July 24, 2024

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US stocks hold near record highs as Powell bolsters rate cut hopes

US stocks hold near record highs as Powell bolsters rate cut hopes

On Thursday, investors will digest one of the most important data points that will shape the Federal Reserve’s future interest rate policy: the June consumer price index.

The inflation report, due at 8:30 a.m. ET, is expected to show headline inflation at 3.1%, slowing from a 3.3% gain in May. That would be the smallest annual increase since January, as another drop in energy prices is likely to add downward pressure to the core CPI.

Over the previous month, consumer prices are expected to have risen 0.1%, a slight increase from the flat monthly reading in May.

Meanwhile, on a “core” basis, which excludes more volatile costs for food and gas, prices in June are expected to rise 3.4% from a year ago and 0.2% from the previous month, unchanged from May, according to Bloomberg data.

“We expect the June CPI report to be another confidence-building measure after the undoubtedly good May report,” Bank of America economists Stephen Juneau and Michael Gapen wrote in a note last week.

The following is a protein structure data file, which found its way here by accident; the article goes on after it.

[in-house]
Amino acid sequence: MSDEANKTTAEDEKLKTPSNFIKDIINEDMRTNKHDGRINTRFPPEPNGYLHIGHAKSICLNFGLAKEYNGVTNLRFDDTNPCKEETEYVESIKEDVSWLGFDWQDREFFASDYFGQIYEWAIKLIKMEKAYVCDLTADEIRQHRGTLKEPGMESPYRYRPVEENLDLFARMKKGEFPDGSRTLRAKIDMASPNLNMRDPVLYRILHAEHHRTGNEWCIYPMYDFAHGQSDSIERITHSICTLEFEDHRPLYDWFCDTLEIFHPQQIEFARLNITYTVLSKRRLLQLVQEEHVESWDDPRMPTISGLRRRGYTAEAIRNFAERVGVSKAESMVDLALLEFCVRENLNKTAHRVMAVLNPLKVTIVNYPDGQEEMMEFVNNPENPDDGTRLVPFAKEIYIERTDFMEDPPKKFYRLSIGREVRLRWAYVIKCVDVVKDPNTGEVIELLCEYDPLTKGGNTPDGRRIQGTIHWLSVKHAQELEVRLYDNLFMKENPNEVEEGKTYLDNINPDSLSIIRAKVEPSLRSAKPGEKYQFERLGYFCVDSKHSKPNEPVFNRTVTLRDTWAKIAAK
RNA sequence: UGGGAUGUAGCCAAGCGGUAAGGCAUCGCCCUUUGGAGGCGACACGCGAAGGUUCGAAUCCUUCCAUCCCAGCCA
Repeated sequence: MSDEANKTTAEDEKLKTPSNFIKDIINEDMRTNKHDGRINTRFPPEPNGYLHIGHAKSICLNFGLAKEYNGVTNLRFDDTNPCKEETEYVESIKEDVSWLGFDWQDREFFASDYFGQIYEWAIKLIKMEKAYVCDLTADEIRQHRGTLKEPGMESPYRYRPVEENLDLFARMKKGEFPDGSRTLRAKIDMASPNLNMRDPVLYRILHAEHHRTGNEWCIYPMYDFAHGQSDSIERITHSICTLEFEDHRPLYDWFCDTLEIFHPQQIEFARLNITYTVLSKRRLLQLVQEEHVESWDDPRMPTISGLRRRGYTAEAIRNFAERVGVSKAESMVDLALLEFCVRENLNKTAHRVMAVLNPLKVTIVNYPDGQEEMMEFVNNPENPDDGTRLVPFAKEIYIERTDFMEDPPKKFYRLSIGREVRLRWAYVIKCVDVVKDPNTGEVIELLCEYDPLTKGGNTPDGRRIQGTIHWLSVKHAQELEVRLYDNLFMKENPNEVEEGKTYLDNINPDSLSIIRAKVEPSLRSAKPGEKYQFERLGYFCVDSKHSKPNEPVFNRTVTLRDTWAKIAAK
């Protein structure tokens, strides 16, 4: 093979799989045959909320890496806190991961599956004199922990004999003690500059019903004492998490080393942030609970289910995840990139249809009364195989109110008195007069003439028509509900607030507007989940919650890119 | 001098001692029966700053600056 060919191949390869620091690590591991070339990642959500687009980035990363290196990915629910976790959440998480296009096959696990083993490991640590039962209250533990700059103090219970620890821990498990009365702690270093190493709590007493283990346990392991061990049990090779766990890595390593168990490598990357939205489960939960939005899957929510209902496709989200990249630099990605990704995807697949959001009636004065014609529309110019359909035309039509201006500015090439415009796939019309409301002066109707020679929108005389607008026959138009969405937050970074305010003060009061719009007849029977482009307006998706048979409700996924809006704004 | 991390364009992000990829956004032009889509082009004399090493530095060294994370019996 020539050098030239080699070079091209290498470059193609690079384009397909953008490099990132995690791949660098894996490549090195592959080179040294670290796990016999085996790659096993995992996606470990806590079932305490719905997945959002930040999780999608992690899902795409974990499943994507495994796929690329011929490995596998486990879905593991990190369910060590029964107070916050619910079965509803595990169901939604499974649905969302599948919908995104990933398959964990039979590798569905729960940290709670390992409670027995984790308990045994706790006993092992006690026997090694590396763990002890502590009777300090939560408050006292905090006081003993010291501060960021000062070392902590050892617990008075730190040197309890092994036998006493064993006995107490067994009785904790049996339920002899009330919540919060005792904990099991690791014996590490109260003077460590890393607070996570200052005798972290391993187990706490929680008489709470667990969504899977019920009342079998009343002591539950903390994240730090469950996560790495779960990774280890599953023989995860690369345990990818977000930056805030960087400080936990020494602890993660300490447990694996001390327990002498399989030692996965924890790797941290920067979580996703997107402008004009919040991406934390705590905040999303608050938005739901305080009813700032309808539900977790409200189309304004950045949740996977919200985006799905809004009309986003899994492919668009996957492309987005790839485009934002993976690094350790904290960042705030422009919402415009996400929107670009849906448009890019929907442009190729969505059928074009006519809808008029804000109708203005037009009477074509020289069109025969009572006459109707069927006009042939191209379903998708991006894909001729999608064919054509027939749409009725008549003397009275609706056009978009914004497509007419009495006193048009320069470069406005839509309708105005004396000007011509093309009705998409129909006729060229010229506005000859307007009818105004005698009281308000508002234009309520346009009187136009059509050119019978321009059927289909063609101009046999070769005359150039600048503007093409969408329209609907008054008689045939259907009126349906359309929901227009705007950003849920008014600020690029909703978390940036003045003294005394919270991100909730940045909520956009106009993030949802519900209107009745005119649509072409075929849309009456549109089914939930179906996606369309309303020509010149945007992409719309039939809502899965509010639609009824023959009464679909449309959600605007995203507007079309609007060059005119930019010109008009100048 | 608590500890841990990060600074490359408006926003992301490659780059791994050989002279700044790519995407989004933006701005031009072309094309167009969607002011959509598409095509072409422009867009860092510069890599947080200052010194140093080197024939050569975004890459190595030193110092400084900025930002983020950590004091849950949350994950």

Economists said the expected numbers “are not as low as May’s, but they will be a good number for the Fed.”

Thursday’s inflation data comes at a critical moment for the central bank after slowing labor market growth, along with recent testimony from Federal Reserve Chairman Jerome Powell, kept interest rate cut hopes alive.

Powell, who will wrap up his semiannual policy update to Congress on Wednesday, has largely stuck to his data-driven narrative — a positive sign given recent positive data. On Tuesday, he told the Senate Banking Committee that while there is evidence of lower inflation, the Fed still needs more “good data” to be confident that inflation is moving toward its 2% target.

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Core inflation has remained stubbornly high, driven by rising costs for housing and basic services like insurance and medical care. In May, “non-housing services fell surprisingly, partly due to a slight decline in motor insurance,” note Bank of America’s Juno and Jabin.

But economists expect utility (and motor vehicle insurance) prices to rise in June, suggesting a “bumpy” road ahead when it comes to price stability.

They warned that “inflation in non-residential services is expected to slow over time as inflation in service wages slows; however, we are unlikely to see a prolonged period of deflation.”

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